C.M. Lodha, J.
1. This is a revision application by the defendant under Section 23 of the Rajasthan Small Cause Courts Ordinance, 1950 (Ordinance No. VIII of 1950) from the judgment and decree by Judge, Small Cause Court, Jaipur City, dated 18-5-70 by which an ex parte decree for Rs. 500/- was passed against the petitioner.
2. Two points have been argued in support of the revision application. It is submitted in the first instance that the Small Cause Court had no jurisdiction to try the suit and secondly it is argued that there is absolutely no legal evidence on which the decree can be sustained.
3. The plaintiff non-petitioner alleged in the plaint that he had entered into a contract with the Assistant Engineer, Engineering Cell (Fisheries)'. Government of Rajasthan. Jaipur, to supply two generators on hire for five davs from 28-5-69 onwards. But by his letter dated 28-5-69 received at about 5 p. m. marked Ex. 4, the Assistant Engineer cancelled the contract. The plaintiff's case is that on account of the said act of the Assistant Engineer, he was put to a loss of Rs. 500/- for which he filed the present suit in the Court of Small Causes. Jaipur City. The defendant, the State of Rajasthan, neither filed a written statement nor out in appearance on the adjourned date of hearing and consequently on the basis of an affidavit filed by the plaintiff, the learned Judge decreed the plaintiff's suit (ex parte) as prayed.
4. The contention of learned counsel for the petitioner is that the suit is not for damages, pure and simple, on account of breach of contract but is one concerning an act or order made by an officer of the State Government in his official capacity and is, therefore, excepted from the cognizance of a Court of Small Causes under Article 3 of the Schedule appended to the Ordinance. In support of his contention, he has placed reliance on Sital Prasad v. United Provinces AIR 1940 Oudh 245. On the other hand, learned counsel for the non-petitioner has urged that the present is a case of mere failure on the part of the Government officer to carry out a contract and consequently it cannot be regarded as a suit concerning an act or order purporting to be done or made by an officer of the Government in his official capacity. He has relied upon Secretary of State v. Avlavaiiula Ramabrahman AIR 1914 Mad 578 (1). M. R. Salunke v. R. Zalimsinah AIR 1960 Madh Pra 30 and Chunnilal R. & Co. v. Union of India AIR 1970 Bom 307.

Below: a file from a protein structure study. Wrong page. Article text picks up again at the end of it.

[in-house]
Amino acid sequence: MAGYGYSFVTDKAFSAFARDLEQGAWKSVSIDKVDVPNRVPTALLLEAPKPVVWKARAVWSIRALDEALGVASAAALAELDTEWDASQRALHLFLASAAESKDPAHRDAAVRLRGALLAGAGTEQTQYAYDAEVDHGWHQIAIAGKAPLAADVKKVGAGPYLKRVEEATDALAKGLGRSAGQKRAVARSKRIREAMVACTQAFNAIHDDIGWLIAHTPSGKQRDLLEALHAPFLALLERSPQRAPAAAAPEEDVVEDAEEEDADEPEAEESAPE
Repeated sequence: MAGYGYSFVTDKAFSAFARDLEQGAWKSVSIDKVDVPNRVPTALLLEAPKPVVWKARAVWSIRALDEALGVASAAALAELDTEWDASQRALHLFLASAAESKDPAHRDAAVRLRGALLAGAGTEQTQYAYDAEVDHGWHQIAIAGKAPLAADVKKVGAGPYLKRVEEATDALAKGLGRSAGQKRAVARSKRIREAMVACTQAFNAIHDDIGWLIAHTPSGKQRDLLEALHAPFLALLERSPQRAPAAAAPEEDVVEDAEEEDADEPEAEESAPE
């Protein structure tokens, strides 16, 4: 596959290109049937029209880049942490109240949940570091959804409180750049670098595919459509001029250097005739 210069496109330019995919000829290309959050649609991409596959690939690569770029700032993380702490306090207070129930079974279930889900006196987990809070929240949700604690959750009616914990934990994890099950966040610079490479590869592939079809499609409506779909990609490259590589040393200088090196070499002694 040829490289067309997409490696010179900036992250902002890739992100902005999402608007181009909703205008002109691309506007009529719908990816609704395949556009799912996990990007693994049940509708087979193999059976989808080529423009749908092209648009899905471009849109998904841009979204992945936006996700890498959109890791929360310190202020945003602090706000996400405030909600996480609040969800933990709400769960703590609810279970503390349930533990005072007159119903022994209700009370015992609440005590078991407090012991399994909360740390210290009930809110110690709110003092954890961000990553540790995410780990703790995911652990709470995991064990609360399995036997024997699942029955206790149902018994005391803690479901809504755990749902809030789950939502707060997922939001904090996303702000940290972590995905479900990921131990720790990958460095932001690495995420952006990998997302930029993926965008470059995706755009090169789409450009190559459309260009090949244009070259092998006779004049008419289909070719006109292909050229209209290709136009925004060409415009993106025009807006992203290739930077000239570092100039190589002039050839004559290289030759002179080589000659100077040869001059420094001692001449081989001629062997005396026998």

5. Article 3 of the Schedule to the Small Cause Courts Ordinance onwhich reliance has been placed reads as under:--
'3. A suit concerning an act or order purporting to be done or made by any other officer of the State Government in his official capacity or by a Court of Wards or by an officer of a Court of Wards in the execution of his office.'
6. From the language of the Ordinance, it is clear that the act contemplated by this article is not a mere neglect Or omission of duty, such as any private individual may be guilty of, but it means some distinct act purporting to be done by a Government officer under the authority of his office and reasonably falling within the scope of such authority: and the plaintiff, to bring a case under this Article, must allege some particular act of a particular official which has given rise to the suit. In AIR 1970 Bom 307 (supra), it was held that a suit for compensation for loss or injury to goods entrusted to a Railway as a carrier is essentially a suit for damages for breach of contract and such a breach of contract committed by a railway administration cannot be regarded as an act done or purporting to be done by or by order of the Central Government within the meaning of Article 1. It was further held that Article 3 also does not cover a suit on a breach of contract by the railway administration because a breach of contract cannot be regarded as an act purporting to be done by an officer of the Central Government in his official capacity. It was also observed that no specific act of an officer of the Central Government is required to be alleged by the plaintiff who files a suit for compensation for loss or injury to his goods entrusted to a railway as a public carrier.